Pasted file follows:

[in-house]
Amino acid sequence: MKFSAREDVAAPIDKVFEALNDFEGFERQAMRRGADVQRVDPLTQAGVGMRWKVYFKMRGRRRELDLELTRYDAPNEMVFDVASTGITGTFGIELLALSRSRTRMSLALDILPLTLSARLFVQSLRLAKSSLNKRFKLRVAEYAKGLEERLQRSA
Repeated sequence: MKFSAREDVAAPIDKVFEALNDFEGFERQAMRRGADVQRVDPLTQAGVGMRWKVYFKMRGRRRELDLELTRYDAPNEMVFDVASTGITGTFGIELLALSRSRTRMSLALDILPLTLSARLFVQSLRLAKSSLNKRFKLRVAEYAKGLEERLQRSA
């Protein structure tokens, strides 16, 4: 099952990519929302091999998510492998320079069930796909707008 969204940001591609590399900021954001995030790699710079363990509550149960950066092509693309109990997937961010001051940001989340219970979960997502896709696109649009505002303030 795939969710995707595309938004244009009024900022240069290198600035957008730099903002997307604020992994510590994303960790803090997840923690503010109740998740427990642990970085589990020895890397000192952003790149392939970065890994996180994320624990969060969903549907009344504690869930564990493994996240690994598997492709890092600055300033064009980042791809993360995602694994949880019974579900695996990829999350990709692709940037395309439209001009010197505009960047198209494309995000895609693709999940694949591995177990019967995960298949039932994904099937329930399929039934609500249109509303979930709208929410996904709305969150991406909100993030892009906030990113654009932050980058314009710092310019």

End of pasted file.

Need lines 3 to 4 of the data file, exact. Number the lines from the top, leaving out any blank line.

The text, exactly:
Repeated sequence: MKFSAREDVAAPIDKVFEALNDFEGFERQAMRRGADVQRVDPLTQAGVGMRWKVYFKMRGRRRELDLELTRYDAPNEMVFDVASTGITGTFGIELLALSRSRTRMSLALDILPLTLSARLFVQSLRLAKSSLNKRFKLRVAEYAKGLEERLQRSA
């Protein structure tokens, strides 16, 4: 099952990519929302091999998510492998320079069930796909707008 969204940001591609590399900021954001995030790699710079363990509550149960950066092509693309109990997937961010001051940001989340219970979960997502896709696109649009505002303030 795939969710995707595309938004244009009024900022240069290198600035957008730099903002997307604020992994510590994303960790803090997840923690503010109740998740427990642990970085589990020895890397000192952003790149392939970065890994996180994320624990969060969903549907009344504690869930564990493994996240690994598997492709890092600055300033064009980042791809993360995602694994949880019974579900695996990829999350990709692709940037395309439209001009010197505009960047198209494309995000895609693709999940694949591995177990019967995960298949039932994904099937329930399929039934609500249109509303979930709208929410996904709305969150991406909100993030892009906030990113654009932050980058314009710092310019």